Metro Weekly

Destination Tomorrow grants $350,000 to 16 trans-led organizations to fight HIV

Grants were made possible through Gilead Sciences' TRANScend Community Impact Fund

destination tomorrow, trans, grant, hiv

HIPS – Photo by Ward Morrison.

Destination Tomorrow, the grant-making partner under Gilead Sciences’ TRANScend Initiative, gave out $350,000 in grants to 16 grassroots transgender-led organizations seeking to reduce HIV transmissions among members of the transgender community.

Gilead’s TRANScend Community Impact Fund was created to give $4.5 million to organizations dealing with the transgender community to help combat the HIV epidemic.

According to the U.S. Centers for Disease Control and Prevention, 14% of trans women in the United States are living with HIV, with rates significantly higher among transgender women of color.

As recently as 2017, transgender individuals were three times more likely than the national average to receive a new HIV diagnosis.

“Throughout my many years of service, trans-led organizations have continued to be left behind,” Asia Lyons, TRANScend Program Manager for Destination Tomorrow, said in a statement. “Not only is this funding critical to allow grassroots trans-led organizations around the country to continue serving the transgender community, but it will help empower transgender leaders around the country.”

The funding comes at a crucial moments for organizations who are facing challenges due to the COVID-19 pandemic. An estimated 1 in 3 transgender people lacked regular access to healthcare even prior to the pandemic, and about half of transgender people face employment discrimination, both factors that will make it more difficult for the community to rebound when the pandemic subsides.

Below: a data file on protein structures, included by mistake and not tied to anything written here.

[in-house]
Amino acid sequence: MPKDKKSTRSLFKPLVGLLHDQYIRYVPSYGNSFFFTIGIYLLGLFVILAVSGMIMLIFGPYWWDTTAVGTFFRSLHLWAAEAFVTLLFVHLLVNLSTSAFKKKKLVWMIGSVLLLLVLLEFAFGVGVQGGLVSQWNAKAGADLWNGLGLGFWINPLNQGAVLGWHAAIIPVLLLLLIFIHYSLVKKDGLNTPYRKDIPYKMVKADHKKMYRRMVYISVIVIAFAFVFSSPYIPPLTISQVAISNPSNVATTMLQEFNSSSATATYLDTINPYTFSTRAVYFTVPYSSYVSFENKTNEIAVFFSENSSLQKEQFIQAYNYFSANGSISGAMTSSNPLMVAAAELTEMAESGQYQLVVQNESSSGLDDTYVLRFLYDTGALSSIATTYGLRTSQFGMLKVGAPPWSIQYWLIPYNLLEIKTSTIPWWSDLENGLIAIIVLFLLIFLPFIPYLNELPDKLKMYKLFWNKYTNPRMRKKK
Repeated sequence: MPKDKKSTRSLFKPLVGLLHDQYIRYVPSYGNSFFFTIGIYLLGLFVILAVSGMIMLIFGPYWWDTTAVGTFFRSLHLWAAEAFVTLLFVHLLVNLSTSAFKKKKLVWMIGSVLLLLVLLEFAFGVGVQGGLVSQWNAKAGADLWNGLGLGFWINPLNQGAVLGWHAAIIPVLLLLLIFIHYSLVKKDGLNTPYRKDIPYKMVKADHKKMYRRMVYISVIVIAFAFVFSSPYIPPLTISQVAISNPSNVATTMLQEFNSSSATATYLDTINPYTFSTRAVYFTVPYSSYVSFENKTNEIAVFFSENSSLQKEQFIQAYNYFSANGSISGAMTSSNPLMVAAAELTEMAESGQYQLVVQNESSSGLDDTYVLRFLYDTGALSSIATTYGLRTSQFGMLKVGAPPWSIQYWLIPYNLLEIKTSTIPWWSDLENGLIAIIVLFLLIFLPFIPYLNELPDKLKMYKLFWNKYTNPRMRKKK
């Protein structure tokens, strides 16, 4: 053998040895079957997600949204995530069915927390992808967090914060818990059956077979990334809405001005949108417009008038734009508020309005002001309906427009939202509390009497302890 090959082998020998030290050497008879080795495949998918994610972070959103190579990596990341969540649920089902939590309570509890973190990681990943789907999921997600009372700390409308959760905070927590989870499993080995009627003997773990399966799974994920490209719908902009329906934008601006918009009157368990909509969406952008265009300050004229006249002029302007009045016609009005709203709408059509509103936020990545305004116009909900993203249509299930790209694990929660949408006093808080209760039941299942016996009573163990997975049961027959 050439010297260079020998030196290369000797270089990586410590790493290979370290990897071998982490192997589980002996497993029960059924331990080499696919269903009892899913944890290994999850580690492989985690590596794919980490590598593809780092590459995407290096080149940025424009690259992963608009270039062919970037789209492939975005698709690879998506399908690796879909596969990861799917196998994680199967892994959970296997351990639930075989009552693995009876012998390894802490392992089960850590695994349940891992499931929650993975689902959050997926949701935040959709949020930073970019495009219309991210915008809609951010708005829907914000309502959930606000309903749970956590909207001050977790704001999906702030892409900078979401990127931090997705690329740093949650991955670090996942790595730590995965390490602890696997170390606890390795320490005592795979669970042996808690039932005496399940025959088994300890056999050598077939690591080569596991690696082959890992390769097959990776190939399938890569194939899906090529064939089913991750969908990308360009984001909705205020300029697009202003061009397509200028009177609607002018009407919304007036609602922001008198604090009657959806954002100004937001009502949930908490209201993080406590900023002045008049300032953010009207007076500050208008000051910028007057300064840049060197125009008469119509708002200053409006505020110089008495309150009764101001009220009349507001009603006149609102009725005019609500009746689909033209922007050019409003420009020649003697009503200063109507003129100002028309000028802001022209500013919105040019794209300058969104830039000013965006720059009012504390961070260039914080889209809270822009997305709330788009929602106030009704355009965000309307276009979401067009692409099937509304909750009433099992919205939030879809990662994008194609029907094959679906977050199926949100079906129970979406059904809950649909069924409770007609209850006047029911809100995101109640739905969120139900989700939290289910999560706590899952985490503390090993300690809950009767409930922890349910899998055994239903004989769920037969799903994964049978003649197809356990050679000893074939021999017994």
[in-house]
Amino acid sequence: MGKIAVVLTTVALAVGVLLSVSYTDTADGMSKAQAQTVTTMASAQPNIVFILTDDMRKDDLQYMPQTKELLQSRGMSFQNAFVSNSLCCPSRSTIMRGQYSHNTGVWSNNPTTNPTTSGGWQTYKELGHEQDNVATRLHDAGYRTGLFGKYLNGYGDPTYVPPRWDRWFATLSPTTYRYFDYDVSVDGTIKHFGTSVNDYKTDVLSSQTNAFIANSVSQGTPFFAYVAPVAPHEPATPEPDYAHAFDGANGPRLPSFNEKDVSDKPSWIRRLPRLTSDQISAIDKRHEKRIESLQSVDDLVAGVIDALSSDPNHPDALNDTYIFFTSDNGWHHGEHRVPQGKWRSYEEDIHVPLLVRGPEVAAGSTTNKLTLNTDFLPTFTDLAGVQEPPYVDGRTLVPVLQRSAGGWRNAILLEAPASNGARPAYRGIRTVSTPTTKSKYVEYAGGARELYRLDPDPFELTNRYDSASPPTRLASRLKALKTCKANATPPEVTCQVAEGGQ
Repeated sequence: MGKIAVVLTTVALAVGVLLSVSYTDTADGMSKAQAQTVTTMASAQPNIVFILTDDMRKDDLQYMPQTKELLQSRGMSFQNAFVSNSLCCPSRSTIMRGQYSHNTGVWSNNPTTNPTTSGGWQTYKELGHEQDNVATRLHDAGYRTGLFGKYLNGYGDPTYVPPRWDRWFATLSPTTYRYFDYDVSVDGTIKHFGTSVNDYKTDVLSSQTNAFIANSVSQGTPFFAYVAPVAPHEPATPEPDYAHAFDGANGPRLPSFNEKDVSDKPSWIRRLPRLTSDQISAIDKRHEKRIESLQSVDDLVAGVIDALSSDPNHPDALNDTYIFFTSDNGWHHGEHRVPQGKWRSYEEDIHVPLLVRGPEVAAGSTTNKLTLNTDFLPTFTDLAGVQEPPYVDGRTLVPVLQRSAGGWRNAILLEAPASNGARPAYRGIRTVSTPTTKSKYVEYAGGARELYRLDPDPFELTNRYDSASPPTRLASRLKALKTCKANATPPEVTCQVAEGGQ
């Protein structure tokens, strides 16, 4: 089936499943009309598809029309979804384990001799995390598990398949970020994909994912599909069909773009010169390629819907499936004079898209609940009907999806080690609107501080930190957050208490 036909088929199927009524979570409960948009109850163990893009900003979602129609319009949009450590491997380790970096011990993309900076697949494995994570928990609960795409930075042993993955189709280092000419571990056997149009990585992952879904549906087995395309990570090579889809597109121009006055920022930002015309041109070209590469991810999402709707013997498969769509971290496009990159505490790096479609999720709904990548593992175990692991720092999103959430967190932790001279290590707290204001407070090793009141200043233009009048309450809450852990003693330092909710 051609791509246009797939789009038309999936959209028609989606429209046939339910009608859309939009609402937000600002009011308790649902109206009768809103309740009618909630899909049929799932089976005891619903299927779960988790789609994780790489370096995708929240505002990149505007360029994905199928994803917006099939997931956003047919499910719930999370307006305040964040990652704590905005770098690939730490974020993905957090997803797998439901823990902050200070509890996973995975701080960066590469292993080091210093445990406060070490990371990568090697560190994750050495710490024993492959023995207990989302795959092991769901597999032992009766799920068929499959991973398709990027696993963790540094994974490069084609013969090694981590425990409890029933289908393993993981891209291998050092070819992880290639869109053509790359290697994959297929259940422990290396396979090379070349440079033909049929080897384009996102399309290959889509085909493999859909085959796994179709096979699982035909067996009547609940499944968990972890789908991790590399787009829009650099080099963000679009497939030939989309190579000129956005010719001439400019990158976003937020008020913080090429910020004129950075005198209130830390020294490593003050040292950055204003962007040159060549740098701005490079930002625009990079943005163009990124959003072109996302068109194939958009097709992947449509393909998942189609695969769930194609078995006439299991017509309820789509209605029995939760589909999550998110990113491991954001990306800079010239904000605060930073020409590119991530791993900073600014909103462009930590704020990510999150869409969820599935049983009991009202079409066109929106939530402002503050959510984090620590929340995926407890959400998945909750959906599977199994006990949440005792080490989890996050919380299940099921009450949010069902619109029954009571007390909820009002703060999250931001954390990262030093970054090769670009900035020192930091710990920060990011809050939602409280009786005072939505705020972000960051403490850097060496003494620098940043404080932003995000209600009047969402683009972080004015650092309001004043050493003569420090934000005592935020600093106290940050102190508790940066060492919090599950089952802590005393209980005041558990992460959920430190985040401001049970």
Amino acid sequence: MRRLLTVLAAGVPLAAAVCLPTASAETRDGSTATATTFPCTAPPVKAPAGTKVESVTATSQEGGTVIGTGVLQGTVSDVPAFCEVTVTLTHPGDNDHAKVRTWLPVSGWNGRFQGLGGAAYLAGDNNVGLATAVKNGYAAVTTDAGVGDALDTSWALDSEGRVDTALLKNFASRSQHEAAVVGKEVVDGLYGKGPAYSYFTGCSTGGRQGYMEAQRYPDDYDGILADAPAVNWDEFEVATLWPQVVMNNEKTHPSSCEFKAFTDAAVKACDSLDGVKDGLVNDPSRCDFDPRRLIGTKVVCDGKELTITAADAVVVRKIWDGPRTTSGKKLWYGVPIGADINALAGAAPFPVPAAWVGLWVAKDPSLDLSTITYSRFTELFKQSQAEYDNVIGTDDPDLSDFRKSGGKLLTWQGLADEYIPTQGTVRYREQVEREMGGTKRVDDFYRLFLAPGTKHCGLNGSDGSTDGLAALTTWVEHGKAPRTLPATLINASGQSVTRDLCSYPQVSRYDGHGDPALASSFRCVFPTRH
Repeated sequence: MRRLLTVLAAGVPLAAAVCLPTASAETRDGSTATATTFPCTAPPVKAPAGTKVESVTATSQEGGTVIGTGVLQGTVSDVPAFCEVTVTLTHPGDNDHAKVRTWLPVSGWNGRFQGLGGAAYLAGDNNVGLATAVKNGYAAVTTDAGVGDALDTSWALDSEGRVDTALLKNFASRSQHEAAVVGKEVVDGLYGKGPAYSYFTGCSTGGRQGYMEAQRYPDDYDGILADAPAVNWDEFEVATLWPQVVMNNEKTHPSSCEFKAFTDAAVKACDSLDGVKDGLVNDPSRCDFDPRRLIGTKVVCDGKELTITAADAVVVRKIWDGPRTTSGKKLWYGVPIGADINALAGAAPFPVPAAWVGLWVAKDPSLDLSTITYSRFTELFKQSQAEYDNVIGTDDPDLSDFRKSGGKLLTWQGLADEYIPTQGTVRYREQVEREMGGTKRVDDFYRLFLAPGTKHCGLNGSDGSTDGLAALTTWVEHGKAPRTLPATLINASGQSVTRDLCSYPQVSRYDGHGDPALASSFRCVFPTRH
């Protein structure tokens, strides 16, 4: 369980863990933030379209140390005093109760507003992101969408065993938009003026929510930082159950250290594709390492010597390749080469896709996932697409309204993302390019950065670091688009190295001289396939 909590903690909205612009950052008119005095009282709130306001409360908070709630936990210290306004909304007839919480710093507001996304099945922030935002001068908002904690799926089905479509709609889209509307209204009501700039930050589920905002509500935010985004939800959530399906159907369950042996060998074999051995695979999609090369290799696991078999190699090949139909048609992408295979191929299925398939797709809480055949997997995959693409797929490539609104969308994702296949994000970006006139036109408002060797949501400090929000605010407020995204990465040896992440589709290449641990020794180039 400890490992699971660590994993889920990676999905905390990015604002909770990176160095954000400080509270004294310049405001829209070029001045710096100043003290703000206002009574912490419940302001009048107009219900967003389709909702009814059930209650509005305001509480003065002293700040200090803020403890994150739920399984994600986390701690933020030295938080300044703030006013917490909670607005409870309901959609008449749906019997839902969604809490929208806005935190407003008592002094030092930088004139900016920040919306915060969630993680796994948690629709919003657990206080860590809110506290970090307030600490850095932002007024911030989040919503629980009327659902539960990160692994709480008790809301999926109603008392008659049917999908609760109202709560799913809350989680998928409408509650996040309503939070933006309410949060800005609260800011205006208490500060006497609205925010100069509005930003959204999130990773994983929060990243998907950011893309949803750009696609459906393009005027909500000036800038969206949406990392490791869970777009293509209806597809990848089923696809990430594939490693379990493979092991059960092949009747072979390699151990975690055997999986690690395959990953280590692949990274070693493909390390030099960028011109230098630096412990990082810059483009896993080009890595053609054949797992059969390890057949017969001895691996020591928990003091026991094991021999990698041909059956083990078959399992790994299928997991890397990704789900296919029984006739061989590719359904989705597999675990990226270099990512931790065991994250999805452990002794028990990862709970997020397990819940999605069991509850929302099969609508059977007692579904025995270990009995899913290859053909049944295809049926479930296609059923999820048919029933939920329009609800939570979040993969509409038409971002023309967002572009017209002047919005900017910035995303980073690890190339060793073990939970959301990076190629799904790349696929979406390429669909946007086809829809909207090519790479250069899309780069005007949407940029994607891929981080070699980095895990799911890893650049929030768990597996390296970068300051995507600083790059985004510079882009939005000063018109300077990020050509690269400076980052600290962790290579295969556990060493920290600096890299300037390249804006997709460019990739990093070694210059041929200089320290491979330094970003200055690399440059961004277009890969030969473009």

“Gilead is proud to partner with Destination Tomorrow as they support grassroots organizations that are working to reduce HIV in the transgender Community, particularly in the midst of this pandemic,” Diana Oliva, Senior Manager of Advocacy and Community Engagement at Gilead Sciences, said in a statement. “We should all be looking around us in this moment to see who is in need and asking ourselves what we can do to help.”

This year’s beneficiaries include: the Dallas-based Helping Out People Equally (HOPE); the Houston-based Mahogany Project; the Trans Inclusive Group of Fort Lauderdale; We Care; Social and Environmental Entrepreneurs of Calabasas, Calif.; Elohim Urban Mission of Chicago; the Partnership to End AIDS Status, of Memphis, Tenn; the New York-based Keeping Ballroom Alive; True Self Foundation of San Juan, Puerto Rico; El/ELLA Translatinas of San Francisco; the Rockland Pride Center, in Nyack, N.Y.; and the Atlanta-based UBUNTU.

Three local organizations that are benefitting from the grants are: Baltimore Safe Haven, the D.C.-based Trans United & Building Power, and HIPS, which works with the transgender community as well as sex workers.

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John Riley is the local news reporter for Metro Weekly. He can be reached at

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